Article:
Speaking of basketball purgatory, the Philadelphia 76ers have been there for a long, long time.  Since 2004, the 76ers have finished in neither first or last place in their division and have lost in the first round 4 times.  Like Toronto, they lack any real star (I don’t use the term in the “player-you-sell-as-the-face-of-your-franchise” sense, but rather in the “legitimate-player-around-whom-you-can-build-a-successful-franchise”) and have a glut of potentially great role-players on a championship team and young athletes (think Hawks 3 or 4 years ago).  Sadly (not actually, because I don’t really care about Philly), I really don’t see any way out of this bind for the franchise without blowing the whole thing up and starting from scratch.  Their “pieces” are not enough to trade for (or attract in free agency) a serious star, but good enough to get the team stuck in perpetual purgatory.  Final Grade: D

Another team whose record last season means less than [insert your favorite Drew Carey “Whose Line is it Anyway” joke] is the New York Knicks who made a gigantic free-agent signing (Stoudemire) last summer and then added two more players (Carmelo and Billups) in a blockbuster mid-season trade with Denver.  Besides my disdain for the way the Carmelo trade happened (with Anthony dragging the Nuggets through a year of whiningly demanding a trade to the Knicks), I really like the trade for both teams.  Carmelo had proven he was a star, but couldn’t win by himself (just like Lebron…oh snap) and Denver was able to recoup a lot of his value in the pieces they received in return.  Especially for New York, the core of Billups, Anthony and Stoudemire is very, very attractive, even though they do need a couple more pieces.  Even without Anthony for much of the season, the Knicks finished above .500 for the first time in 10 years and  look poised to be a major threat in the East for a number of years, thus earning a B+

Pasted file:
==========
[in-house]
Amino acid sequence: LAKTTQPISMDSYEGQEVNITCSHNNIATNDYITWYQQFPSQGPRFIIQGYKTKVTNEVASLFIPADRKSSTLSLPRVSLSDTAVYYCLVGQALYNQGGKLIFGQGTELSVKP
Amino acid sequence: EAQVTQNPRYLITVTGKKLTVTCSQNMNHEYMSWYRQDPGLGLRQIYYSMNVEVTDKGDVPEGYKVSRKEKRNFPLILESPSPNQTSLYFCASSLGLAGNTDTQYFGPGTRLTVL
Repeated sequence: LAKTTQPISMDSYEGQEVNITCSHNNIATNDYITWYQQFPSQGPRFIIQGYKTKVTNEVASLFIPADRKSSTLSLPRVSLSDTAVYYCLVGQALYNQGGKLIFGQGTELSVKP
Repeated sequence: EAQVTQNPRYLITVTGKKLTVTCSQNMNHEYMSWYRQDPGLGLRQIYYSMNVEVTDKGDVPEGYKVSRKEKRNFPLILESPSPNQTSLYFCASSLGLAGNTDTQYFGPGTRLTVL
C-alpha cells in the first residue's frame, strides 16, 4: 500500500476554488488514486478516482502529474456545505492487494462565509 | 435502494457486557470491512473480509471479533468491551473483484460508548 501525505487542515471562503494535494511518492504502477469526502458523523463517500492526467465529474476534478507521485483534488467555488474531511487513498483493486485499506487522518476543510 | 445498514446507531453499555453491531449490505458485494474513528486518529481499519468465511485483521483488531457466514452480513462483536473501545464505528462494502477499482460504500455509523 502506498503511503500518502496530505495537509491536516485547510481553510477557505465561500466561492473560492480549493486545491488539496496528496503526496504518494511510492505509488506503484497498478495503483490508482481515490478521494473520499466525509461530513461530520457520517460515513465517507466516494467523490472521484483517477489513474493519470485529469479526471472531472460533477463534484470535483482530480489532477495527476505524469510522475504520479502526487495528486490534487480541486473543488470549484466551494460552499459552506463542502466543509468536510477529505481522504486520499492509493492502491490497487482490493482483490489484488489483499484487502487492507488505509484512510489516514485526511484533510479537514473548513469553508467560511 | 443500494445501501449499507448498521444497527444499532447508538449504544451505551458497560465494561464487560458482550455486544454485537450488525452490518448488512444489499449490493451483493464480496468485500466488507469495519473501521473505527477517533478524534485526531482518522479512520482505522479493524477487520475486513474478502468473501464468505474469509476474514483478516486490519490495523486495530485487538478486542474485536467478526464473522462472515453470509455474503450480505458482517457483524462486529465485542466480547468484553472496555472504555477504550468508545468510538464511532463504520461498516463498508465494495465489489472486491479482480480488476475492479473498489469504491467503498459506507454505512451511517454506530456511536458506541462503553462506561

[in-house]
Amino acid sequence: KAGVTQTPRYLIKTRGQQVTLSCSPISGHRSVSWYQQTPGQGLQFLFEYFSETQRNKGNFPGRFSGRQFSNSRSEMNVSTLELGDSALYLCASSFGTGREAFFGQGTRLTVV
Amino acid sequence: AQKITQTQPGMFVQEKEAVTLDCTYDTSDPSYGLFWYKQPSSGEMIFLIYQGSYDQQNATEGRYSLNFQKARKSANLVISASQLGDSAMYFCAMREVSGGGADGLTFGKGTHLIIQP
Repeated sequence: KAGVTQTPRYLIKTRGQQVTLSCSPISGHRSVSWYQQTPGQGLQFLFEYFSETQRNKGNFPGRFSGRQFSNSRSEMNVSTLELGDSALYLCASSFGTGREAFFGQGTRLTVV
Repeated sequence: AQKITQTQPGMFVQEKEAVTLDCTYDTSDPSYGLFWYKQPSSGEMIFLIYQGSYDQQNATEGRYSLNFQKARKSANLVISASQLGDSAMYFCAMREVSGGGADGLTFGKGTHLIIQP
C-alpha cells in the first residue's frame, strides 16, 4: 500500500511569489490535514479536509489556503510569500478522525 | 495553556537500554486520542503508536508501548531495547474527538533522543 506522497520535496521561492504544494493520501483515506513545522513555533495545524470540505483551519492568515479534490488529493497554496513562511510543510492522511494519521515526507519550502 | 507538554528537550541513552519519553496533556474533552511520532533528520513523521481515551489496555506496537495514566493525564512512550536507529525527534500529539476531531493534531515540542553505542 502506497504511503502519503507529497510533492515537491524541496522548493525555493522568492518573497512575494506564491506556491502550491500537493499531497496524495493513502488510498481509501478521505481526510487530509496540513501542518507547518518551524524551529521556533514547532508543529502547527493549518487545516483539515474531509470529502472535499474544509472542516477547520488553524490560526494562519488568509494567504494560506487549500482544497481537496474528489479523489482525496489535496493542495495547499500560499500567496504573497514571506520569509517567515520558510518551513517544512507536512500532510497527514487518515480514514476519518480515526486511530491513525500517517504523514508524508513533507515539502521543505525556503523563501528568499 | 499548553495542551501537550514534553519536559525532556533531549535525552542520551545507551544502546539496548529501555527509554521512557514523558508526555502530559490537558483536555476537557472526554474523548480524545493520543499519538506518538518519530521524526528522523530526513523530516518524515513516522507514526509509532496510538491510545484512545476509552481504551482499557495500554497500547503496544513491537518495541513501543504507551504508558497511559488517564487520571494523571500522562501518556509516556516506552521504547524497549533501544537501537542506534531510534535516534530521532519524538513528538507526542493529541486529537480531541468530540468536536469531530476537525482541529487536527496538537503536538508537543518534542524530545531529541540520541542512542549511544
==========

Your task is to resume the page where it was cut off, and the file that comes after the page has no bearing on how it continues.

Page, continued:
A lot has happened since the Boston Celtics were just 12 minutes from the franchise’s 18th championship.  Now, instead of being seen as a dynasty, the Big Three’s legacy is kind of bittersweet.  A team that was supposed to compete for a number of championships; a team that was built upon three veteran stars and well-chosen youth; a team that was the Celtics’ ticket back to NBA prominence has given very mixed results.  So now Boston, just like the Spurs of the last 3 or so years, are at a crossroads.  If they follow the San Antonio route (hanging on to their stars and depreciating as they do), they can look forward to a few more deep playoff runs, but probably no more championships.  However, the other option, to blow everything up and start over, is a complete crapshoot.  Boston’s biggest problem is that they only have 1 truly good player under 34 years of age – Rondo.  Unless the Celtics can magically revamp on the go without losing any key pieces, I see them destined for purgatory.  Final grade: B

So that’s the Atlantic Division.  I’ll have the other divisions released slowly throughout the week, mainly because I’m lazy and won’t get them all done quickly.  Also, I’ll release that NBA economics blog sometime this week, too (the link above won’t work until later this week).

Yours Truly,

Basketblogger

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  1. July 5th, 2011
  2. July 8th, 2011